Erica Marsden has moved to a small town to be near her son who is serving an extended period in prison. As she deals with her relationship with him, both current and past, she decides to build a labyrinth on her new property.
It was hearing Marsden talk about this in an interview shortly after being awarded the Miles Franklins Award that I gained a better understanding of labyrinths. I equated labyrinths with mazes, but while similar there are several differences. The labyrinth in this book is the contemplating type of labyrinth – one often found in churches and hospitals, that allow the user to walk the path to help still the mind. Mardsen mentioned several different styles in the book, and thank goodness for the internet. I look forward to travelling again one day, and to being able to walk labyrinths across the world.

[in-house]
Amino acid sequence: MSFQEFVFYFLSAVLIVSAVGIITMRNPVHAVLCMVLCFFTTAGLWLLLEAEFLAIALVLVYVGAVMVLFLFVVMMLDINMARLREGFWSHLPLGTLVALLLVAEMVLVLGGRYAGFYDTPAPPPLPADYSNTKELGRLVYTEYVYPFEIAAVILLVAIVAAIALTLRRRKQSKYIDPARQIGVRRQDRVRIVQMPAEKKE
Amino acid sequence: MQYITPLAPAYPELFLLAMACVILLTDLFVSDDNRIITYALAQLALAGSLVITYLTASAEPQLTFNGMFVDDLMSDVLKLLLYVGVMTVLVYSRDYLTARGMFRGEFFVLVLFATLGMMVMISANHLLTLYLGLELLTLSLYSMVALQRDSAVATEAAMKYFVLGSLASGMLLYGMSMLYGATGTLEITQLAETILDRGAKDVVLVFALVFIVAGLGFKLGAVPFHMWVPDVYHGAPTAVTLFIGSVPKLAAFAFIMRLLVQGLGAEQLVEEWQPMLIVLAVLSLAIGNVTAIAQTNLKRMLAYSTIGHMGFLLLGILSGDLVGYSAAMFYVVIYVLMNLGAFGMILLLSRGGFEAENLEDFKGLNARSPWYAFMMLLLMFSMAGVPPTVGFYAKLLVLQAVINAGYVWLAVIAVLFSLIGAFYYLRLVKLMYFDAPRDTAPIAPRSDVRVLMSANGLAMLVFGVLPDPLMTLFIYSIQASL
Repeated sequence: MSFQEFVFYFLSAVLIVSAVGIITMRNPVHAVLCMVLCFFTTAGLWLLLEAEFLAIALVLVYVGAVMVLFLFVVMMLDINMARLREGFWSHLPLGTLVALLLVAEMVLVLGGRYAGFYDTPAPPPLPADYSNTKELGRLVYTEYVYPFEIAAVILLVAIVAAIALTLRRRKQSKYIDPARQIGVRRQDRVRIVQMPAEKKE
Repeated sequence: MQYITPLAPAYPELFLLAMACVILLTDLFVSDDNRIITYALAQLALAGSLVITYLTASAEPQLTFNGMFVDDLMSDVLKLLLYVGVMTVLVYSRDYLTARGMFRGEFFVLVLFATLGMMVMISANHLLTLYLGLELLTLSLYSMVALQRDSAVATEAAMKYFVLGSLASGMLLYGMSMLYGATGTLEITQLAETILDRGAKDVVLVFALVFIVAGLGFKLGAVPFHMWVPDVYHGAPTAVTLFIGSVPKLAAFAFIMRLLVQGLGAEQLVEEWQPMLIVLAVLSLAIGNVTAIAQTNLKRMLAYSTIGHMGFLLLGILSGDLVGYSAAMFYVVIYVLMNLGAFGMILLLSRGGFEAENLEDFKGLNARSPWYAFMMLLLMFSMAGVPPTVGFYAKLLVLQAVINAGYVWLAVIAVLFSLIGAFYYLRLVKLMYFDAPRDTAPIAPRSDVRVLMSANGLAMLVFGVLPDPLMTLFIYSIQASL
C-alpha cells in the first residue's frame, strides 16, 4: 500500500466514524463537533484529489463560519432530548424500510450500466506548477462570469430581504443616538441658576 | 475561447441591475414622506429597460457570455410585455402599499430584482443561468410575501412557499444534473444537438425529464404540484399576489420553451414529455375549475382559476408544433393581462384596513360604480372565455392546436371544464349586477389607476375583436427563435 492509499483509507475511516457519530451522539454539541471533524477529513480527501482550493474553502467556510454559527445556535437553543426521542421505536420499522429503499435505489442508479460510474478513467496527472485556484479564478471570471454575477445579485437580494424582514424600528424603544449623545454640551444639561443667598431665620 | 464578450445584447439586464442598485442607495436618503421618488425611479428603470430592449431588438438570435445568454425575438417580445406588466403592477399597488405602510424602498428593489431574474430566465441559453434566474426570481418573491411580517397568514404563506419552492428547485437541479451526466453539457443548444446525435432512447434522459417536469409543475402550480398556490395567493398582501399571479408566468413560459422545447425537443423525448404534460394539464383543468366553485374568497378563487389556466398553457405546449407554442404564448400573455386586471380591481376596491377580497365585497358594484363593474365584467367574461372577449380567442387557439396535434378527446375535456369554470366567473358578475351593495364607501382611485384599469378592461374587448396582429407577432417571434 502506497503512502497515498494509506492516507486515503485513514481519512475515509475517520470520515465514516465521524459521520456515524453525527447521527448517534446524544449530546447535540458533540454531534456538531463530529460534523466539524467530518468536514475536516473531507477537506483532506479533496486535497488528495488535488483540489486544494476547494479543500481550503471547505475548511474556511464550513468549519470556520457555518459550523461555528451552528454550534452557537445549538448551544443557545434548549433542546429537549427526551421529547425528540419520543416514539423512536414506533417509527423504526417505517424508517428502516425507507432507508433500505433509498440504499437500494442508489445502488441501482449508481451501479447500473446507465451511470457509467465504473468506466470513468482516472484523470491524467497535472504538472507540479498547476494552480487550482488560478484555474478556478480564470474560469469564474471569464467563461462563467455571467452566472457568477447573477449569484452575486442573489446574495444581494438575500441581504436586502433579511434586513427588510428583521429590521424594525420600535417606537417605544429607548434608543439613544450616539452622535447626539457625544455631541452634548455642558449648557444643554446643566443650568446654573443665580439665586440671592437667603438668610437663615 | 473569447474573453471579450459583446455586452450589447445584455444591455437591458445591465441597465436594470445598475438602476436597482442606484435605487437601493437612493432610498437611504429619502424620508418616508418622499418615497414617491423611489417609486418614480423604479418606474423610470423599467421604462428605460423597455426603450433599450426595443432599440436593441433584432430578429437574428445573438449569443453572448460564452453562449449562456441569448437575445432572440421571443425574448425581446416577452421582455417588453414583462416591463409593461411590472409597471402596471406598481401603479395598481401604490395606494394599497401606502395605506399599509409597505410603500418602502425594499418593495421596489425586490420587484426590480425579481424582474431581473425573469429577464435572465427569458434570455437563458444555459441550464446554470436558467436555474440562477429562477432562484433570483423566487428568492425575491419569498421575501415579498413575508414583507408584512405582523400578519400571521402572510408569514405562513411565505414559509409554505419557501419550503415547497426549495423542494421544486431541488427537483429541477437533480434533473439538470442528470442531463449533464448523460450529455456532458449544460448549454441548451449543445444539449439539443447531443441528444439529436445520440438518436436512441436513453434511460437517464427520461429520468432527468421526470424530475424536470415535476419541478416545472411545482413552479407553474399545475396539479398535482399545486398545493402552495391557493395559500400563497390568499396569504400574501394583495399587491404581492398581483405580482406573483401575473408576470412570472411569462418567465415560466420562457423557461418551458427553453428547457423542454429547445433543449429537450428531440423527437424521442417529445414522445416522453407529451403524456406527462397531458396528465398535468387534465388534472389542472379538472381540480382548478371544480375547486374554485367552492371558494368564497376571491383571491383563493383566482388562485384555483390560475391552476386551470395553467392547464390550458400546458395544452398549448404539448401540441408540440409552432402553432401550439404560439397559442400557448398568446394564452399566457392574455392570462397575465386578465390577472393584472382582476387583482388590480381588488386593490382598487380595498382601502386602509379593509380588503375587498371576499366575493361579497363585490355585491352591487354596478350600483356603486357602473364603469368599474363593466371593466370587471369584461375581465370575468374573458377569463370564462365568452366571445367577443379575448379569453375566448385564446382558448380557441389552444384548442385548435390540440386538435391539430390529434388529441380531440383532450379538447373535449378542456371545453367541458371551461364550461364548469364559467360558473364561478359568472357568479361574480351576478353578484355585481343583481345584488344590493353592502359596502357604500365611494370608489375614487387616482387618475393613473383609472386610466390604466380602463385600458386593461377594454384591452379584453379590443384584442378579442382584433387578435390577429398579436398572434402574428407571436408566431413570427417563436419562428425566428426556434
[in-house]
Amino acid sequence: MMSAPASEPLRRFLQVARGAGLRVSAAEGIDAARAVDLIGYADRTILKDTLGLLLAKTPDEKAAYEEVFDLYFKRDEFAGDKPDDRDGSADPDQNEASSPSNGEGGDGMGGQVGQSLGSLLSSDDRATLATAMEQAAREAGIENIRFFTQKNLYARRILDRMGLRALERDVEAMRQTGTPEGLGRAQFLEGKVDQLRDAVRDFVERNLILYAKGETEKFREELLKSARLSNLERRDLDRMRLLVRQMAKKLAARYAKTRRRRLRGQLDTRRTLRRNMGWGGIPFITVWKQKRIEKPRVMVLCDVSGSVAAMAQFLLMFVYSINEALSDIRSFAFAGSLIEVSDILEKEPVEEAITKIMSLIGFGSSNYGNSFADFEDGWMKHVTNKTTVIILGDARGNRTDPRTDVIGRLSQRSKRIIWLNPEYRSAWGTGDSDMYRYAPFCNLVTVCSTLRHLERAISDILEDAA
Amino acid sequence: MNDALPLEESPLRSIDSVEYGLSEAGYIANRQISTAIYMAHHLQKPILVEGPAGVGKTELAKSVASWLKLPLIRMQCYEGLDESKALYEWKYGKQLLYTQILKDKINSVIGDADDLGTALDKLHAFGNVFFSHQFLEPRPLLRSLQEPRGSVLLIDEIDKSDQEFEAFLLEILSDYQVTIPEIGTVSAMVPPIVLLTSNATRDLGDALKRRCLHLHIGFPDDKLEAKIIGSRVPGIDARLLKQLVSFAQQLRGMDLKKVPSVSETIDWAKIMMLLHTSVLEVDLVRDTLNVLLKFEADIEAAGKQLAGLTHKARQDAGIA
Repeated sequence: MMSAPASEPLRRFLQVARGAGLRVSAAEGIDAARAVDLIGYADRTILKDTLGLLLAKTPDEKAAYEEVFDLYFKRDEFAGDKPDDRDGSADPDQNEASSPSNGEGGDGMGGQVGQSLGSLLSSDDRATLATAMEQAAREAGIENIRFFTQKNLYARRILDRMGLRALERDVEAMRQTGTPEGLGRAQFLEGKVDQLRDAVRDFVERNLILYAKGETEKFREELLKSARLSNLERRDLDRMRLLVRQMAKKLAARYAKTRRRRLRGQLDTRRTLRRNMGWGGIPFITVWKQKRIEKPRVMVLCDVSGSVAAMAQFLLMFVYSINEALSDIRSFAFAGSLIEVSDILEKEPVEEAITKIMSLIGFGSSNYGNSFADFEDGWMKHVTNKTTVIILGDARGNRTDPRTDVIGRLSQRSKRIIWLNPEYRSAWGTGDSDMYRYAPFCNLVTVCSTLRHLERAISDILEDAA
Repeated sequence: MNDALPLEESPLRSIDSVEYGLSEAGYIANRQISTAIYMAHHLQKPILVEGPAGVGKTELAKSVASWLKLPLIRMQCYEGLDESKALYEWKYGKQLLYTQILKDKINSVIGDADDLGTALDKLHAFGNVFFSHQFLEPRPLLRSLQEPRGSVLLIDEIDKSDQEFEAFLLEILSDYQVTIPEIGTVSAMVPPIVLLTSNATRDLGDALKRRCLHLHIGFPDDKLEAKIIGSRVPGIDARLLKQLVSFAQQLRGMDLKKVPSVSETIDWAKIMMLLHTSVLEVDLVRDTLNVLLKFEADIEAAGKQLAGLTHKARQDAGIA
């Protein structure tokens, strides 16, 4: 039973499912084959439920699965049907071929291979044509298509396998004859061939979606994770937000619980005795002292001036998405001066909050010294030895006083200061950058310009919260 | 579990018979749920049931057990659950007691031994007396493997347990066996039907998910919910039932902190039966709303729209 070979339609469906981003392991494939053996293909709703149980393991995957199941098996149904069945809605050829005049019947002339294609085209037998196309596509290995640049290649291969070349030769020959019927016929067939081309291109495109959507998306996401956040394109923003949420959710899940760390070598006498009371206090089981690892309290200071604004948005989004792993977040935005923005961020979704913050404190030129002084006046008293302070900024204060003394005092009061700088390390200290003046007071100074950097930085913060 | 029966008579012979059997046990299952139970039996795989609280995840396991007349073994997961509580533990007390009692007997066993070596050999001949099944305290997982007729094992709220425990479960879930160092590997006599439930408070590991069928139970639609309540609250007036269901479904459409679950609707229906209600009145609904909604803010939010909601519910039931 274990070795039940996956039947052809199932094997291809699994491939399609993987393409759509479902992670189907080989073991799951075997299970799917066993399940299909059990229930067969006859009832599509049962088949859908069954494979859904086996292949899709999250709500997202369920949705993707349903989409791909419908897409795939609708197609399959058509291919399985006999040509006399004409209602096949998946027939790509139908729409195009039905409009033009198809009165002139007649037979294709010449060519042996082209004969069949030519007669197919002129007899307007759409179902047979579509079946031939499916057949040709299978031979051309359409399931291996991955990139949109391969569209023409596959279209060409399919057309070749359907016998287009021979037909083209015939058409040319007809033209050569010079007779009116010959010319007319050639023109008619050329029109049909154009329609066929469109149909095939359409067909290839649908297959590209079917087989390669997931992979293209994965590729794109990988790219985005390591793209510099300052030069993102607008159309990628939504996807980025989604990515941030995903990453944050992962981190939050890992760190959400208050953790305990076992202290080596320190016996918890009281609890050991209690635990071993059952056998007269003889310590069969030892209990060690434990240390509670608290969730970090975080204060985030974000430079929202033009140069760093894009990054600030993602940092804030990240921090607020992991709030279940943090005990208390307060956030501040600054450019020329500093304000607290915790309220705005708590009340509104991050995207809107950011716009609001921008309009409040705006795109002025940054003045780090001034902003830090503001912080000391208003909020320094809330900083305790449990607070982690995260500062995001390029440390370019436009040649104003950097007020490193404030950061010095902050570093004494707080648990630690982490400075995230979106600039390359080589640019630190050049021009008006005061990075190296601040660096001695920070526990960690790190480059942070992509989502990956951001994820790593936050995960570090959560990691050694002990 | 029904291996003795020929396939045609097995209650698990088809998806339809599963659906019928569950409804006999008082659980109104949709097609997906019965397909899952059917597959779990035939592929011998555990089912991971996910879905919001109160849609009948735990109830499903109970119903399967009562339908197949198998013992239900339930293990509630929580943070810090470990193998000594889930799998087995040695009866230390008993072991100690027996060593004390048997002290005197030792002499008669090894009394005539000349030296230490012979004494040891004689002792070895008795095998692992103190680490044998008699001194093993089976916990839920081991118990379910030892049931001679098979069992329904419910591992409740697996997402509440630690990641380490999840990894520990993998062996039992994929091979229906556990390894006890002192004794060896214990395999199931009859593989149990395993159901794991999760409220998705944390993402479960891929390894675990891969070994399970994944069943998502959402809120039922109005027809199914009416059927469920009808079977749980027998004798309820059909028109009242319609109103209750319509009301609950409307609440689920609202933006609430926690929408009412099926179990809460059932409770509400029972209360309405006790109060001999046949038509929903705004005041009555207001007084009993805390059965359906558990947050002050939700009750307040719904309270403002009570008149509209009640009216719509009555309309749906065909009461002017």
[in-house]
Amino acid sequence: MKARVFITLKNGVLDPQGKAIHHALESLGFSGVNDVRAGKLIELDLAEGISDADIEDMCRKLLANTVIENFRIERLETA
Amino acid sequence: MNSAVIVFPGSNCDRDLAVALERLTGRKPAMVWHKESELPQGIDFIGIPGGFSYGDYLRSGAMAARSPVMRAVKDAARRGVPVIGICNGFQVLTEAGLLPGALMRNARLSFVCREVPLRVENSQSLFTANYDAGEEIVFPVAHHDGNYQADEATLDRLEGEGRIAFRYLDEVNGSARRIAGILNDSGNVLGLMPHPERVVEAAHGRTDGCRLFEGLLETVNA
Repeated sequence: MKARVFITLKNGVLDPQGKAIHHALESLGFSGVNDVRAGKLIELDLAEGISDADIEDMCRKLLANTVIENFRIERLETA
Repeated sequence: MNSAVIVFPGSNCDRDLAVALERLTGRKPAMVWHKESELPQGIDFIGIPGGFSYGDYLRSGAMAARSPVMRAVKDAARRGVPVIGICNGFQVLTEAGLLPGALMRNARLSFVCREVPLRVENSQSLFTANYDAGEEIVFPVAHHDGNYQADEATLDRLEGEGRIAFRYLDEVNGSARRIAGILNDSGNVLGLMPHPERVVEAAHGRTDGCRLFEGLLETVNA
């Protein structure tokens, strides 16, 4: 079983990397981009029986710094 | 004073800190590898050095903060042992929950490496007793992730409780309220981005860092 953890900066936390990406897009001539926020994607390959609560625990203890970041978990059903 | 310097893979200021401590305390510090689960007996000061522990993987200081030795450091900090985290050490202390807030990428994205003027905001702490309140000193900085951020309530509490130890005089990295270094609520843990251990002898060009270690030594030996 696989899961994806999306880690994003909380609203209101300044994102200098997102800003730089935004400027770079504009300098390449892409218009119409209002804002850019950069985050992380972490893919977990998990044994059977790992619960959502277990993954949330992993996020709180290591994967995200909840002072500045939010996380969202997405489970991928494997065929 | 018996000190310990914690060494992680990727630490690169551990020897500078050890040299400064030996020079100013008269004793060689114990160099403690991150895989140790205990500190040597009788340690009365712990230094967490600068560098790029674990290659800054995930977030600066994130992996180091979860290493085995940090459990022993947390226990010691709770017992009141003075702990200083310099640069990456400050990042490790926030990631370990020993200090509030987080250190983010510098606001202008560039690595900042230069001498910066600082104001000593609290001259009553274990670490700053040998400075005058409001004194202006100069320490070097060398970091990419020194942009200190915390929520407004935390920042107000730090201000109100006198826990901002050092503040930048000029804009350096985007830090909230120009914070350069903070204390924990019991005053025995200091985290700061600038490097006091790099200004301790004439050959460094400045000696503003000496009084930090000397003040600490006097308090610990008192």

I thought, heading in to this book, that it would be deep and heavy, and certainly Erica has deep and heavy thoughts. But as much as it is about her guilt and how she must face what her son has done, it is about community and unlikely characters coming together. It was thoroughly believable and thoroughly enjoyable.
The Labyrinth was awarded the Miles Franklin Literary Award in 2021.